American Hospital of Paris

The American Hospital of Paris, founded in 1906, is a private, not-for-profit hospital that is certified under the French healthcare system. Located in Neuilly-sur-Seine, in the western suburbs of Paris, France, it has 187 surgical, medical, and obstetric beds.

American Hospital of Paris
Hôptal américain de Neuilly 2011
American Hospital of Paris in 2011
Geography
LocationNeuilly-sur-Seine, Paris, France
Organisation
Care systemPrivate
FundingNon-profit hospital
History
Founded1906
Links
ListsHospitals in France

History

The American Hospital of Paris was founded in 1906. Seven years later the United States Congress recognized the hospital under Title 36 of the United States Code on January 30, 1913. During World War I in March 1918, the French government decreed the hospital to be "an institution of public benefit", authorizing it to receive donations.[1] The hospital is now the only civilian hospital in Europe accredited by The Joint Commission (TJC), an independent organization that accredits hospitals in the United States; it is also accredited by France's Haute Autorité de santé (HAS). To this day, the American Hospital of Paris receives no government subsidies from either France or the United States operating solely on donations from its many international private and corporate donors.

Rock Hudson was treated at the hospital with a new drug for AIDS; a fact that was made public against his will by a hospital spokesperson.[2]

Facilities

The hospital has an extensive Ancillary Services Department, equipped with modern diagnostic and treatment equipment. The Outpatient Consultation Department's 150 physicians cover every major medical and surgical specialty. The Emergency Department physicians provide immediate care to patients 24 hours a day, 7 days a week. The medical staff includes over 500 physicians and surgeons. These private practitioners are credentialed by the Hospital through a thorough and strict selection process.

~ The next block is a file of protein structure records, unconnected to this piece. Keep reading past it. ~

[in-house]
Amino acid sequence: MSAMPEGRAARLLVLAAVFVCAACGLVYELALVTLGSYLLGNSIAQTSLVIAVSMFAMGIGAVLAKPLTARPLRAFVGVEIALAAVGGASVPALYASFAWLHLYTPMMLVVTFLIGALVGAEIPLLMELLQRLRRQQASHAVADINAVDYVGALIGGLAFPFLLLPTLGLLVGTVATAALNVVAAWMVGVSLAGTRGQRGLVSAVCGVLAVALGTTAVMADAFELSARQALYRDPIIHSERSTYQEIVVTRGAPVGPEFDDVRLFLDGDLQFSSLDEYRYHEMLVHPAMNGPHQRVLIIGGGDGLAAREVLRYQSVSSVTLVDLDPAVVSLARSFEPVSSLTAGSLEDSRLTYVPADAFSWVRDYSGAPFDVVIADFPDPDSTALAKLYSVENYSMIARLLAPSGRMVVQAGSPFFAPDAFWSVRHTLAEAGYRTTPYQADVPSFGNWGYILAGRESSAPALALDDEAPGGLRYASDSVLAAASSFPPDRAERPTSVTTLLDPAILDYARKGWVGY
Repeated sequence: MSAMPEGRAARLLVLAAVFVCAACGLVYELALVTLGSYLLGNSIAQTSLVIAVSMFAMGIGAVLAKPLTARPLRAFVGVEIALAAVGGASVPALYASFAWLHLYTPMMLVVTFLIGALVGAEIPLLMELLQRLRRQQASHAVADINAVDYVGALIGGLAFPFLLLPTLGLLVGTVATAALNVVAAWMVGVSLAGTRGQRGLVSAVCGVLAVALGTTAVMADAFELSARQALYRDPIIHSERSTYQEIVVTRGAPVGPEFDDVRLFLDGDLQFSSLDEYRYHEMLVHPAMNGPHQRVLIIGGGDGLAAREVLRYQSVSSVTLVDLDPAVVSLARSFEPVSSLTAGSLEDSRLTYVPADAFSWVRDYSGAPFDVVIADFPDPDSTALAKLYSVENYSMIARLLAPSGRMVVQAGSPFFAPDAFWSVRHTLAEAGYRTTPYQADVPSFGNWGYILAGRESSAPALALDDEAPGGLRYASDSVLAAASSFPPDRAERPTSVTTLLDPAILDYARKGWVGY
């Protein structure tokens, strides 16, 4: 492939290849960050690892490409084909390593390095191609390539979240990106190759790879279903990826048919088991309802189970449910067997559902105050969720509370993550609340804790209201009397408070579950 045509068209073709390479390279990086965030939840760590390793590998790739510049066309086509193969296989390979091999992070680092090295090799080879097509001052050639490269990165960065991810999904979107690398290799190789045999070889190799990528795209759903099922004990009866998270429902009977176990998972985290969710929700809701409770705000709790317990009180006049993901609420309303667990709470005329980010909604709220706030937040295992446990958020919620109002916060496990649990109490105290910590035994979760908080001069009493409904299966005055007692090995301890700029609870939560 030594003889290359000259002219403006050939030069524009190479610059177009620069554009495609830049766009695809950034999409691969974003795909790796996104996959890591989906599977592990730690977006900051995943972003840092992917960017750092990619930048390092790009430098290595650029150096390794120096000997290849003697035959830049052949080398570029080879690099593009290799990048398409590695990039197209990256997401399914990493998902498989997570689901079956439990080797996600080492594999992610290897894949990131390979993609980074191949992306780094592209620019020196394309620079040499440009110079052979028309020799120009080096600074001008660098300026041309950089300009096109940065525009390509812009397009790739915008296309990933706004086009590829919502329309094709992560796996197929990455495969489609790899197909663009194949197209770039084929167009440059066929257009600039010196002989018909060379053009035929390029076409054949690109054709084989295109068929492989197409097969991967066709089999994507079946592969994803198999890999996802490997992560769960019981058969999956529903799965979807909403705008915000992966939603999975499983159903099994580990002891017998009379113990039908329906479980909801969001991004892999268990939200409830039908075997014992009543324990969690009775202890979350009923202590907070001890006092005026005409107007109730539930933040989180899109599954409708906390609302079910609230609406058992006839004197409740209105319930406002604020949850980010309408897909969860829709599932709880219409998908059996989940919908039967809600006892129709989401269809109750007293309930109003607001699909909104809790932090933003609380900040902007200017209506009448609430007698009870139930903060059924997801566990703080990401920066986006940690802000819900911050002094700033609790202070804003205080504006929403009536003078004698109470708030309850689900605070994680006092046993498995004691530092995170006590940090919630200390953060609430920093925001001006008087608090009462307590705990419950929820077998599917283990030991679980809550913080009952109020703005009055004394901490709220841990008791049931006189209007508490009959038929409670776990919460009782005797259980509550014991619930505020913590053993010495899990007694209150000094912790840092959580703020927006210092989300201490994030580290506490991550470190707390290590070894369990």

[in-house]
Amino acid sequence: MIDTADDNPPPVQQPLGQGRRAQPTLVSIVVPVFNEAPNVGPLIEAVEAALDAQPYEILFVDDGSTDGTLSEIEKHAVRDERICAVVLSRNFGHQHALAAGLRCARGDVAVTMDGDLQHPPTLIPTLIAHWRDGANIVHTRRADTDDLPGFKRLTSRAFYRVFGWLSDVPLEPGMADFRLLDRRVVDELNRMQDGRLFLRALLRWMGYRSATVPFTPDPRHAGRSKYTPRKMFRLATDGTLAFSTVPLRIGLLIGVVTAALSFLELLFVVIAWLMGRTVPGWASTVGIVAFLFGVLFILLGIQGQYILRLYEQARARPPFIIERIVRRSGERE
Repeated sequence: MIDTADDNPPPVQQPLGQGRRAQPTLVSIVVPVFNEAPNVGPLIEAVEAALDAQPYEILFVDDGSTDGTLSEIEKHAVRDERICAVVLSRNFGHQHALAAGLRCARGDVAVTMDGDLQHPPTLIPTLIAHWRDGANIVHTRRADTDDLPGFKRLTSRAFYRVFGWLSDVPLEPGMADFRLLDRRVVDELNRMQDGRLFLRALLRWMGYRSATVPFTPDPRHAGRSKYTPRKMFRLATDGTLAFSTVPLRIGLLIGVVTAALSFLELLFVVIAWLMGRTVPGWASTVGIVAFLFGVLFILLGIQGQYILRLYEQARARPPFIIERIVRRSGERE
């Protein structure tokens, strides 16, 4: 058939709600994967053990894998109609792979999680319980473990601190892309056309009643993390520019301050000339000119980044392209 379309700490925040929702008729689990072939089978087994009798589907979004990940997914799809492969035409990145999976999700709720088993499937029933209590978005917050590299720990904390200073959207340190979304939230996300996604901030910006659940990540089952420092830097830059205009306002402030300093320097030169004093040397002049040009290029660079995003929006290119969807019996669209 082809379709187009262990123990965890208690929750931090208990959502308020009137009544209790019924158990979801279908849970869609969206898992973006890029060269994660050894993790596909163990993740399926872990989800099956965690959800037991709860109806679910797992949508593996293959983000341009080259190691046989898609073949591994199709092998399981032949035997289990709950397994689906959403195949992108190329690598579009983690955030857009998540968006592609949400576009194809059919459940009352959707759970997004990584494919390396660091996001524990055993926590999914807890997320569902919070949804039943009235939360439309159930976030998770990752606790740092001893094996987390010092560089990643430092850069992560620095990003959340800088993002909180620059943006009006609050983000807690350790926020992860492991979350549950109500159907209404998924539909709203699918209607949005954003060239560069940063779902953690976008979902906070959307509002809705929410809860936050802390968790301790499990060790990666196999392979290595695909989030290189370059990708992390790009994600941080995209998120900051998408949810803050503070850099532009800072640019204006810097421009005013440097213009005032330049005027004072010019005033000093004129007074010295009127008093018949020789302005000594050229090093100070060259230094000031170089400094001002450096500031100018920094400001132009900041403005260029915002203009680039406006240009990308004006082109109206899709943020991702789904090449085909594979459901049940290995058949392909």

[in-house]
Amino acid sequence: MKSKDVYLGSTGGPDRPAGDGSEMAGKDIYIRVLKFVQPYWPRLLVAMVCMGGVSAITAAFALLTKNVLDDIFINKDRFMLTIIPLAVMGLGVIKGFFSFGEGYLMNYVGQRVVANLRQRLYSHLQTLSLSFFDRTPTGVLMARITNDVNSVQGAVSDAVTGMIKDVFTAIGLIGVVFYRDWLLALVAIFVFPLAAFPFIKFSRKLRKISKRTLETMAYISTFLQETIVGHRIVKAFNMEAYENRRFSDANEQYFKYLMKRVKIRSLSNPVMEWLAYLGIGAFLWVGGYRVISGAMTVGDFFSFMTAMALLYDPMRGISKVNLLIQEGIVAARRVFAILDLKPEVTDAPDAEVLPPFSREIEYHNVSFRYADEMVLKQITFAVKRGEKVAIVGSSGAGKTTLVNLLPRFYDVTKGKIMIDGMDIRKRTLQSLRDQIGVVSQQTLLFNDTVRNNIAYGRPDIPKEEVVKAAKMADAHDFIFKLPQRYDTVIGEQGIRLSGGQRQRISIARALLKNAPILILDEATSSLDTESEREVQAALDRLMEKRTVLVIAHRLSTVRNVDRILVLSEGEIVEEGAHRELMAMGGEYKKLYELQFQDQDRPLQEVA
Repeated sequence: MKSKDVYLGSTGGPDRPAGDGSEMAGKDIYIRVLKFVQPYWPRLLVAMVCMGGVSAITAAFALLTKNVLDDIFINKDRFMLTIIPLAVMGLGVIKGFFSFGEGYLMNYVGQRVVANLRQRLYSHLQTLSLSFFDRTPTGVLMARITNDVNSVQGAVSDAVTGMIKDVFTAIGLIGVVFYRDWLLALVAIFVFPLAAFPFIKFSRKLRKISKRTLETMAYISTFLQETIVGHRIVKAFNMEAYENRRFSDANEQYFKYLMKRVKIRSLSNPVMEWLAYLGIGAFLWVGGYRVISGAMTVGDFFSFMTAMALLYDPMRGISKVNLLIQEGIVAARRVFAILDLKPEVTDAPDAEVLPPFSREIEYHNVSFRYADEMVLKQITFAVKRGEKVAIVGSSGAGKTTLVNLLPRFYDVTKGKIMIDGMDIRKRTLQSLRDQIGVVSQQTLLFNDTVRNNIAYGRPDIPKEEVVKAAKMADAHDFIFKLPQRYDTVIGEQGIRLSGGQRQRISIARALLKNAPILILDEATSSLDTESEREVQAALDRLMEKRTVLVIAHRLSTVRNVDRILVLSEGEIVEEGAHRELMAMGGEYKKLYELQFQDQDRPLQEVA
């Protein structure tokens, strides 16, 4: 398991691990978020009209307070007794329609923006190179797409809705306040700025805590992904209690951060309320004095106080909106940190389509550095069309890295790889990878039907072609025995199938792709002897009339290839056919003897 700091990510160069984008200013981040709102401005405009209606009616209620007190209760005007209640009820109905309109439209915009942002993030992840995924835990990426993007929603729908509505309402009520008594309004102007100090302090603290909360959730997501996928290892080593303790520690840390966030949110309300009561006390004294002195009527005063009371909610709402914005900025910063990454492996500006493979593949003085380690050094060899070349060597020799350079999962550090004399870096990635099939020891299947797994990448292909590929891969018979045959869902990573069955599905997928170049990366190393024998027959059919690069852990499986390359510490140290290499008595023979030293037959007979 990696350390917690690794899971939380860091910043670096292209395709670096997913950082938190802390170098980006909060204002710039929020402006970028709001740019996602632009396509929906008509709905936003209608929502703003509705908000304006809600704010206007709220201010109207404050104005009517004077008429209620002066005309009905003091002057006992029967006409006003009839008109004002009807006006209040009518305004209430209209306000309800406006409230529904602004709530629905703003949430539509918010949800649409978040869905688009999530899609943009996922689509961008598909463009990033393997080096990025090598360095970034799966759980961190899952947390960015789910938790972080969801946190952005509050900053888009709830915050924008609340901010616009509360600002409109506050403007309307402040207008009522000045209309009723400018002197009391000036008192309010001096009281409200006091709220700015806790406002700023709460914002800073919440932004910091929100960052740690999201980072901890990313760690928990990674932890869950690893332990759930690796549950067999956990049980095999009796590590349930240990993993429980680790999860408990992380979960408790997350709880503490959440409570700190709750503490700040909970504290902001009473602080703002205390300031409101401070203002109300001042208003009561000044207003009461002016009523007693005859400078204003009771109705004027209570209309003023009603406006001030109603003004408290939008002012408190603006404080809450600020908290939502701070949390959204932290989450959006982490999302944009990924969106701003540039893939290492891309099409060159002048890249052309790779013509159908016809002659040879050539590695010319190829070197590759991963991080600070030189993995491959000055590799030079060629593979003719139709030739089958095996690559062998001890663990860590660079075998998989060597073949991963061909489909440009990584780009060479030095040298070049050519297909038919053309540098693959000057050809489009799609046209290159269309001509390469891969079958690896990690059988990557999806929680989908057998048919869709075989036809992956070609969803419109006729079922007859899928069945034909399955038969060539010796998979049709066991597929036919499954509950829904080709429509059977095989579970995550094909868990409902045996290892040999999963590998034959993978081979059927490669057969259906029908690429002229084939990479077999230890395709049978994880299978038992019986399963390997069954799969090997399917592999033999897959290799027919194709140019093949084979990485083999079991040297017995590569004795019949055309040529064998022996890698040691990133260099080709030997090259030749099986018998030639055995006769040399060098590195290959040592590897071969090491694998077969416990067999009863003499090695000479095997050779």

Notable patients who died in the hospital

  • Olive Thomas, American silent film actress and model, died on September 10, 1920
  • Ernest Tower Rosen (1877-1926), American artist
  • Raimu, French actor, died of a heart attack in an allergic reaction to an anesthetic on September 20, 1946
  • Gertrude Stein, American novelist, poet and playwright, died in the hospital on July 27, 1946
  • Georges Bernanos, French writer, died in the hospital on July 5, 1948
  • Agneta Marianne Frieberg, Swedish fashion, commercial and runway model, died in the hospital on 10 May, 1971
  • Pierre Fresnay, French actor, died in the hospital on January 9, 1975
  • Aristotle Onassis, Greek shipping magnate, died in the hospital on March 15, 1975
  • Jean Gabin, French actor, died in the hospital on November 15, 1976
  • Tino Rossi, French singer, died after being discharged from the hospital on September 29, 1983
  • François Truffaut, French film director, died in the hospital on October 21, 1984
  • Marcel Dassault, French aircraft industrialist, died in the hospital on April 17, 1986
  • Bette Davis, American actress, died in the hospital on October 6, 1989
  • Pamela Harriman, United States Ambassador to France, died in the hospital on February 5, 1997
  • Barbara, French singer, died in the hospital on November 24, 1997
  • Jan Stenbeck, Swedish entrepreneur, one of Sweden's wealthiest individuals, died in the hospital on August 19, 2002.
  • Françoise Giroud, French journalist, screenwriter, writer and politician, died in the hospital on January 19, 2003
  • Philippe de Broca, French filmmaker, died in the hospital on November 26, 2004